Healthy Hormones

The 6 Step Leptin Resistance Treatment Guide

Are you tired of gaining weight despite eating very little and exercising?

Have you dieted off and on your entire life but just can't keep your weight off?

Do you eat like a bird compared to friends and family yet you can't lose weight like you once could?

Are you eating less than you ever have but are still gaining weight?

Do you feel like something is wrong with your metabolism yet your labs always come back "normal?"

If you answered yes to any of these questions, you are likely dealing with leptin resistance.

In this article I will discuss leptin resistance, how to diagnose it, and give you a 6 step treatment guide that you can use to help reverse leptin resistance.

Here we go...


What is Leptin Resistance?


It is highly likely that you have never heard of this hormone, much less know what it does in the body.

Don't feel bad.  Most doctors have little to no knowledge of leptin either.

I myself was unaware of leptin until just a couple of years ago.

Leptin is called the "satiety hormone."  It is produced primarily by fat cells.

Its primary function is to signal the hypothalamus in the brain that we have plenty of fat stores and we don't need to store anymore.

This causes our appetite to reduce and our metabolism to increase so we can burn the stored fat.

There is another hormone called ghrelin which basically does the exact opposite of leptin.  It makes us hungry and slows our metabolism.

The 2 hormones together normally strike a healthy middle ground to keep us in energy balance.

Leptin Resistance

So what is leptin resistance? 

For reasons we don't completely understand, the brain begins to ignore the elevated leptin levels and continues to signal to our body that we are hungry and need to store more fat.

When you brain ignores the leptin signal, it goes into starvation mode.

Think of someone stranded on a desert island without food.  What would their body do to compensate?

Their metabolism would slow down to conserve energy, and their appetite would increase to stimulate them to find food.

The same thing happens in leptin resistance even though the patient has an excess of fat stores.

This leads to more weight gain and higher leptin levels which just worsens the cycle.

Connection with Insulin Resistance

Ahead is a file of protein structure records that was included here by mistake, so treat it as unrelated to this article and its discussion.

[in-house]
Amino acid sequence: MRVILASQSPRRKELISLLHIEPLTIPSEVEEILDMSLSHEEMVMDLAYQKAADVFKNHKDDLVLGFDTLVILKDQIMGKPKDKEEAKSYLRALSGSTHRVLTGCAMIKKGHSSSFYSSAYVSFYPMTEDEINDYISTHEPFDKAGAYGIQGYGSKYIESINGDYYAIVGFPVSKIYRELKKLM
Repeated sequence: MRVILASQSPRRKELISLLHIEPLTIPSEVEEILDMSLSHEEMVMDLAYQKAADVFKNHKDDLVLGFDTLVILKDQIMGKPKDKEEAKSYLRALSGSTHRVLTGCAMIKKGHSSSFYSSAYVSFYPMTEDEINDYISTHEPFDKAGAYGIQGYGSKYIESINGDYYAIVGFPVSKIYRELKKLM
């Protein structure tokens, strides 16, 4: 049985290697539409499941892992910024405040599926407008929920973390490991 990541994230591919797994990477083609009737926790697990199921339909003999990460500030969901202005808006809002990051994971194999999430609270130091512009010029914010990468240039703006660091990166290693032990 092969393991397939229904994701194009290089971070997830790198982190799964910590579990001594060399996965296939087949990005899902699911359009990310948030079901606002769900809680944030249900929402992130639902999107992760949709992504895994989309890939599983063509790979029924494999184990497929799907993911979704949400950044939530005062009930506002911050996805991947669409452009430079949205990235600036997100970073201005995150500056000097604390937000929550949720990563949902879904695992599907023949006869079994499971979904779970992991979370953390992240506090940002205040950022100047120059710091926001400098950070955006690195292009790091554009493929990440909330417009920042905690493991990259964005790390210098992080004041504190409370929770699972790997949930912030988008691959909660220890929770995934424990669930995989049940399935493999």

A similar thing happens with insulin resistance.

With insulin resistance, the body ignores the elevated insulin levels and it therefore requires more and more insulin to move the sugar from the blood stream into the cells to be used for energy.

The insulin causes an increase of inflammation in the body which worsens the insulin resistance.

High levels of insulin cause you to store calories that you eat in the form of belly fat.

At some point the blood sugar levels begin rising and type II diabetes develops.

Leptin resistance and insulin resistance typically run hand-in-hand.  It is rare to find one without the other.

Both conditions cause the metabolism of the body to slow which results in weight gain and obesity.

Read more about treating insulin resistance in my article found here.

Connection with Hypothyroidism

In leptin resistance, as your leptin level increases and your metabolism slows, your reverse T3 levels will increase.

This is a normal compensatory response by the body.

Thyroid hormone is responsible for the majority of the metabolism in the body.

As your leptin levels rise in leptin resistance, your overall basal metabolic rate slows.

This decrease in metabolic rate signals the body to convert T4 to more reverse T3 and convert less to active T3.

Here are the results from a recent patient of mine that demonstrate this:

Reverse T3 serves as a brake for your metabolism.  As your leptin levels rise your reverse T3 levels will also rise.

Reverse T3 actually competes on your cells for binding with the free and active T3 hormone.

This results in a further lowering of your metabolism and causing damage to it.

A prolonged elevation of reverse T3 is called thyroid resistance.

Signs and Symptoms of Leptin Resistance

The typical patient with leptin resistance has problems losing weight unless they are on an extremely strict diet.

The damage to their metabolism means they have to eat an extremely calorie-restricted diet just to maintain their weight.

Even just occasional cheating will cause them to put on pounds.

Patients with leptin resistance tend to experience at least 2 of the following symptoms:

    • Inability to lose weight despite eating a calorie-restricted diet and exercising regularly
    • Constant weight gain accompanied by a ravenous appetite
    • Constant food cravings, even after eating a large meal
    • Constant fatigue, low energy, or feeling "sluggish"
    • Cold body temperature (less than 98.0 degrees F)
    • Low resting heart rate (defined as 50-60 first thing in the morning assuming that the patient is overweight and not aerobically conditioned)
    • Worsening symptoms of hypothyroidism (hypothyroidism frequently accompanies leptin resistance)

Having 2 or more of these symptoms doesn't guarantee that a person has leptin resistance, but it means there is a high chance that they do.

Diagnosing Leptin Resistance

The only way to definitely diagnose leptin resistance is by doing labwork.

You will have to ask your doctor specifically to order these tests.  Remember, there is a strong possibility that he or she will not know what leptin is or know how to interpret the results.

The gold standard for diagnosing leptin resistance is by checking the fasting serum leptin level.

Your serum leptin level should be less than 10-12.

If you are at least 20 pounds overweight and your fasting serum leptin level is > 12, the diagnosis of leptin resistance can be made.

Please note that most labs will list a reference range that is based off of your BMI.